The Halliburton Loophole

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The Halliburton Loophole: Why Fracking Presents a Clear and Present Danger to Farmers and Ranchers' Lands and Water


Paul Neilan , Illinois lawyer concentrating on Energy Law 


Fintan Dooley , Wisconsin and North Dakota lawyer concentrating on Water As Public Trust Property 

The Salted Lands Council was founded not to ban fracking, nor to put a moratorium on it. Our purpose is to promote transparency, accountability and good stewardship of the land that’s being fracked. That includes clean up of salt spills by responsible parties, and in North Dakota those parties include the State of North Dakota as well as the oil industry.

These first few years of unconventional oil production by fracking have brought great economic benefits to North Dakota. But there’s no denying that it hasn’t been an unalloyed blessing. Neither was the first sixty years of conventional oil production in the state. The lack of North Dakota agencies ' due care of toxic salt began 60 years ago and continues to this day. 

The Council plans to address issues on the recent blowouts, oil spills and salt spills the news of which North Dakota officials have seen fit to withhold from the public. Sadly, North Dakota state officials are more concerned about protecting oil companies from embarrassment than protecting private and public property from damage due to fracking.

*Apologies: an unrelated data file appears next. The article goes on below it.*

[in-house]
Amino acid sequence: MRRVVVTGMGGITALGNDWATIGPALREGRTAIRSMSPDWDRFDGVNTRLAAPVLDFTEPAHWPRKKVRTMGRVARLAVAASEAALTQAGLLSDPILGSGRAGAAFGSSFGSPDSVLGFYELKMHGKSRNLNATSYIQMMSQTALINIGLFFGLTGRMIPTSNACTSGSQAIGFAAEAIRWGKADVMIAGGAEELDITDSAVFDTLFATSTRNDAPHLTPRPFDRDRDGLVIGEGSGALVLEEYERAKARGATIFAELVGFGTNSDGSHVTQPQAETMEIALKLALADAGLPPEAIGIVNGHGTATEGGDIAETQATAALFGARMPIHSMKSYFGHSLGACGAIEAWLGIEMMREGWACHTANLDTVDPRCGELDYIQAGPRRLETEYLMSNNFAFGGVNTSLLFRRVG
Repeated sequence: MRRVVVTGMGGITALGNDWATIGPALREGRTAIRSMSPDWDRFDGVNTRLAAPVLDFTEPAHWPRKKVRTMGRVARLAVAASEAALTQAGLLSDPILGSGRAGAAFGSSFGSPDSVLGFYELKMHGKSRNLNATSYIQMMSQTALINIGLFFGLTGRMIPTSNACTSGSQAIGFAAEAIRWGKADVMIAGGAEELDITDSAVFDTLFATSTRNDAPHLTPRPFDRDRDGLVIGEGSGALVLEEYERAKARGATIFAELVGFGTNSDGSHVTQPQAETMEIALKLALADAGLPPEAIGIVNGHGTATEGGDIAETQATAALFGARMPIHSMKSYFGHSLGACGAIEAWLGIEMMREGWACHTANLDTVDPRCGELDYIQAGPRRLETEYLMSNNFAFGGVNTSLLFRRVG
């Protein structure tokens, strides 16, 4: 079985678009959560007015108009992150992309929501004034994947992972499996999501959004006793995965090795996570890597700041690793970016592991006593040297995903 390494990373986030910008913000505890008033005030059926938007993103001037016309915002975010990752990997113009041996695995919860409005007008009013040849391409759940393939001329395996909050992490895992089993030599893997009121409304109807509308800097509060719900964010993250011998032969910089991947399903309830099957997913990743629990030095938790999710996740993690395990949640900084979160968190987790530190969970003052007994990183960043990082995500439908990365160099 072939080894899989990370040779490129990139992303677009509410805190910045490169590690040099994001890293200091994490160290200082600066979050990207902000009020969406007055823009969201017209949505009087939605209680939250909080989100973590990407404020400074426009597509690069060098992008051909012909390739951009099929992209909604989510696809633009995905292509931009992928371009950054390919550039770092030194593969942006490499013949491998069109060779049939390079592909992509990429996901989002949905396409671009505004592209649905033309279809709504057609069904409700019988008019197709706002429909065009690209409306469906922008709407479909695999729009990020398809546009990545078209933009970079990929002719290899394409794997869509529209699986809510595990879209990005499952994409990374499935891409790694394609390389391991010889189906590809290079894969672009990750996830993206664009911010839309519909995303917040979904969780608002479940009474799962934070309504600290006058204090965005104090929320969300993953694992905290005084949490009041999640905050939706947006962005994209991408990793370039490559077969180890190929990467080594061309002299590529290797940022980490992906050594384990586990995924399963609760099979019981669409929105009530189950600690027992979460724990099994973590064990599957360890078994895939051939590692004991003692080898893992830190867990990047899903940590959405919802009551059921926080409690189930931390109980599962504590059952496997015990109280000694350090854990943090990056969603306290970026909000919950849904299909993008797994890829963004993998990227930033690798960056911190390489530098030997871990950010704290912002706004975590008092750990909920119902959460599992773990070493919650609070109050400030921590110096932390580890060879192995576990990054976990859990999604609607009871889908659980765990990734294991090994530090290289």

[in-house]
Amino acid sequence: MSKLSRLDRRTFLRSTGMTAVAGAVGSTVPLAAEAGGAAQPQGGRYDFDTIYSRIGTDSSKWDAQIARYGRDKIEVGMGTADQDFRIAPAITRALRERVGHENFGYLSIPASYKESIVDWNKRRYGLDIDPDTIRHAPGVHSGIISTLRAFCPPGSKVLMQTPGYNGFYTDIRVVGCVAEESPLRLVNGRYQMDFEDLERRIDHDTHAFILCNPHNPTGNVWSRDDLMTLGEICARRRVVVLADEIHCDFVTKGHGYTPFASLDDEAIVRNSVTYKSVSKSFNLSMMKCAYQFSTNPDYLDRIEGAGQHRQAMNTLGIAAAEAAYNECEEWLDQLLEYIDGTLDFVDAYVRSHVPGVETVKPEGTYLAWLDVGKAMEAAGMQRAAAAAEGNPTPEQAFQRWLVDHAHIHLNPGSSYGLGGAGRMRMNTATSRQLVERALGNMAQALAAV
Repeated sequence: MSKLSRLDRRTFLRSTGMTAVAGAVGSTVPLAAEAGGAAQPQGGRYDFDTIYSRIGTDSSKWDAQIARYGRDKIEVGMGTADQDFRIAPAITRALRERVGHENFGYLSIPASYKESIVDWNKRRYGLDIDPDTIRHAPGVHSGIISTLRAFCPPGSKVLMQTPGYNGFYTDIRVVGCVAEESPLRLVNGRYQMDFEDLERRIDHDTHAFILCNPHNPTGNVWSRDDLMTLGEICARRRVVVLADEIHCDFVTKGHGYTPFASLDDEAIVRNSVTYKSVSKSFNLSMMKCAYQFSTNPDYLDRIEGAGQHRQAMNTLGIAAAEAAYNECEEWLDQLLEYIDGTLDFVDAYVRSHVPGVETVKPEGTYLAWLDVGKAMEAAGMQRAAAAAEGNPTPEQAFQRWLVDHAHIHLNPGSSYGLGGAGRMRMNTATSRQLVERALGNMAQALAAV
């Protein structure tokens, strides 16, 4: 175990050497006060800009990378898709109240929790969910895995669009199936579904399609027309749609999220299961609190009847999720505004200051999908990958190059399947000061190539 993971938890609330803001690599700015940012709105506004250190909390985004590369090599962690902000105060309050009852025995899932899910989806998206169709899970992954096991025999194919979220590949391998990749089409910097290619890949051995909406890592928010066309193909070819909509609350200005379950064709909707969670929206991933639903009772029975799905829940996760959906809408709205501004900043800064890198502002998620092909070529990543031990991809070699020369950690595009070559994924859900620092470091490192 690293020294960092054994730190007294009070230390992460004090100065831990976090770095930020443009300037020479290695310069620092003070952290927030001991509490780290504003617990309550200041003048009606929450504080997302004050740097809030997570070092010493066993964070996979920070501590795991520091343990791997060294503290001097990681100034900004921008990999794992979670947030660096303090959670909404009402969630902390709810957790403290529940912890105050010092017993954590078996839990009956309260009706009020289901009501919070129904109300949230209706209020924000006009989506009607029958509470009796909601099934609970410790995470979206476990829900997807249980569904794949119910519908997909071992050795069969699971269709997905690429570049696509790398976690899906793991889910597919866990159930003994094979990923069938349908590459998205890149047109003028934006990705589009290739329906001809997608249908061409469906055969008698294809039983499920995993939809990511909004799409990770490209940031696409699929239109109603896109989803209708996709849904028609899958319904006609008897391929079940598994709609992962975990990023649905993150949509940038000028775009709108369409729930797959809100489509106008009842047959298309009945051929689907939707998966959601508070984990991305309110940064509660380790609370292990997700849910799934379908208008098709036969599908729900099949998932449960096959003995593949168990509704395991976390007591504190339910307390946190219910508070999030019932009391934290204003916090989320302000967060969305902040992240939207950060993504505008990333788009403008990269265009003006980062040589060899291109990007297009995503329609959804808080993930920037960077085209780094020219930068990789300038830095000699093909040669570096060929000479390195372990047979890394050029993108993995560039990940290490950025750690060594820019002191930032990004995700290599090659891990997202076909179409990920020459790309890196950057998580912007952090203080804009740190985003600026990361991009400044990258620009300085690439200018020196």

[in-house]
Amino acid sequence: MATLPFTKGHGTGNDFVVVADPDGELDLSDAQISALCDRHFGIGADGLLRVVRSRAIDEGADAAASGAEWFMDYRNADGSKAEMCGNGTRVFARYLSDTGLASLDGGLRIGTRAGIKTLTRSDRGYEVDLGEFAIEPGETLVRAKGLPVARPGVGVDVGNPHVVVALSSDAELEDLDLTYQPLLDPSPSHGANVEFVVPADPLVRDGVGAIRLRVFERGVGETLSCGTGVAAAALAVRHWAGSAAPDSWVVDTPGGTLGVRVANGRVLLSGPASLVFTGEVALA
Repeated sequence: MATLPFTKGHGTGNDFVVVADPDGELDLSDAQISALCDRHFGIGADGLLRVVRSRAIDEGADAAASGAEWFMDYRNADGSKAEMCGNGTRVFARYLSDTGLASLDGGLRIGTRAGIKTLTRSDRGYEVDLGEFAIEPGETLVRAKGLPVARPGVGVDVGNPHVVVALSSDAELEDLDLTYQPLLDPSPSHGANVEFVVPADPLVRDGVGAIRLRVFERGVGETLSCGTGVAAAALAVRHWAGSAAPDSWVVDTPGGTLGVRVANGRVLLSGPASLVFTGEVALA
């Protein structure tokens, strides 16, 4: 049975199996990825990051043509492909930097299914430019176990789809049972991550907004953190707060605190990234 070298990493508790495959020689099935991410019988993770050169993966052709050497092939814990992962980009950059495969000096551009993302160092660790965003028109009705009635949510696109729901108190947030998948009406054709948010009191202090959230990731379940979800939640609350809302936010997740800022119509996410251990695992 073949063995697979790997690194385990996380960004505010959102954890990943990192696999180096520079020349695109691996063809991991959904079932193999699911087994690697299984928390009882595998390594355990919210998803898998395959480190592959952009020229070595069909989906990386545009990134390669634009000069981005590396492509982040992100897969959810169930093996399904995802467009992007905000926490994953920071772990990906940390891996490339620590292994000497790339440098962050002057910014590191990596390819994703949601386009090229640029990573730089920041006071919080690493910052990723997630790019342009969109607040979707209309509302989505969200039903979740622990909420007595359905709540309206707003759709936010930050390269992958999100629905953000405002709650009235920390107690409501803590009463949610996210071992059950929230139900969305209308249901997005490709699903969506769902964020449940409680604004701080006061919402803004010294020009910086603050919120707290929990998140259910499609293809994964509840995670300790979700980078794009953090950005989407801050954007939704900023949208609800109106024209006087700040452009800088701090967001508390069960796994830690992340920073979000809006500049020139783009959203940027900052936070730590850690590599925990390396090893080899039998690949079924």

The Council will focus on salt spills because even though they don’t get as much media attention they represent a far greater peril to North Dakota’s land and water. For decades, millions of barrels of toxic salt water have been dumped into reserve pits which the American Petroleum Institute itself (API) warned in 1932 would leach salt, kill soil and corrupt aquifers. But the oil industry ignored its own experts. Despite this warning, from the 1950s through the late 1970s the oil industry dumped the by-product of oil production, salt water, into unlined pits.

Six decades of oil industry presence in our state has left us thousands of buried and forgotten reserve pits. Each one contains up to 250 tons of salt. Like forgotten land mines, they lie near surface of the earth. While they don't explode, they leach soil-killing sodium chloride.

The Salted Lands Council insists that the state prepare accounts of not only the old pits, but also the more recent Bakken spills. We must locate and contain the most likely contaminators of farmland, ranch lands, and underlying aquifers.